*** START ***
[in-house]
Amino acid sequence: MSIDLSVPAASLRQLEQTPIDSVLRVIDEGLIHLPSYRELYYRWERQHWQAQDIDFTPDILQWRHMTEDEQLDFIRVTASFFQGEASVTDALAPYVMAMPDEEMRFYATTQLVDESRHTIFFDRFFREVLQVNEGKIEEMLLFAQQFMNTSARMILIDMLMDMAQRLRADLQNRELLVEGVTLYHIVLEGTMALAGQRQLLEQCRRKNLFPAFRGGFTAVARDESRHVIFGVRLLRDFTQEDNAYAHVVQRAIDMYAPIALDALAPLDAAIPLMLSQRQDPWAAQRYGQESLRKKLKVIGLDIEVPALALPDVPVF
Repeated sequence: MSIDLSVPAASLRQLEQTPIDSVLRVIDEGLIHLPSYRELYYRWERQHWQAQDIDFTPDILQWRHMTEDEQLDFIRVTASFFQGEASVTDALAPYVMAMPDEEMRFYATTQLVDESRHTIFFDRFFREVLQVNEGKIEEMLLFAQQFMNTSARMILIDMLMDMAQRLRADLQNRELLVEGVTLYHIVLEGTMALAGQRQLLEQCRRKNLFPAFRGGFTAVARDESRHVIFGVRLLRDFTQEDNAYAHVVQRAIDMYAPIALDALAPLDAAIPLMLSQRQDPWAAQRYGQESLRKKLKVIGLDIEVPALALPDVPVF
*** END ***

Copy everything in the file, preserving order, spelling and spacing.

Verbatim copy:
[in-house]
Amino acid sequence: MSIDLSVPAASLRQLEQTPIDSVLRVIDEGLIHLPSYRELYYRWERQHWQAQDIDFTPDILQWRHMTEDEQLDFIRVTASFFQGEASVTDALAPYVMAMPDEEMRFYATTQLVDESRHTIFFDRFFREVLQVNEGKIEEMLLFAQQFMNTSARMILIDMLMDMAQRLRADLQNRELLVEGVTLYHIVLEGTMALAGQRQLLEQCRRKNLFPAFRGGFTAVARDESRHVIFGVRLLRDFTQEDNAYAHVVQRAIDMYAPIALDALAPLDAAIPLMLSQRQDPWAAQRYGQESLRKKLKVIGLDIEVPALALPDVPVF
Repeated sequence: MSIDLSVPAASLRQLEQTPIDSVLRVIDEGLIHLPSYRELYYRWERQHWQAQDIDFTPDILQWRHMTEDEQLDFIRVTASFFQGEASVTDALAPYVMAMPDEEMRFYATTQLVDESRHTIFFDRFFREVLQVNEGKIEEMLLFAQQFMNTSARMILIDMLMDMAQRLRADLQNRELLVEGVTLYHIVLEGTMALAGQRQLLEQCRRKNLFPAFRGGFTAVARDESRHVIFGVRLLRDFTQEDNAYAHVVQRAIDMYAPIALDALAPLDAAIPLMLSQRQDPWAAQRYGQESLRKKLKVIGLDIEVPALALPDVPVF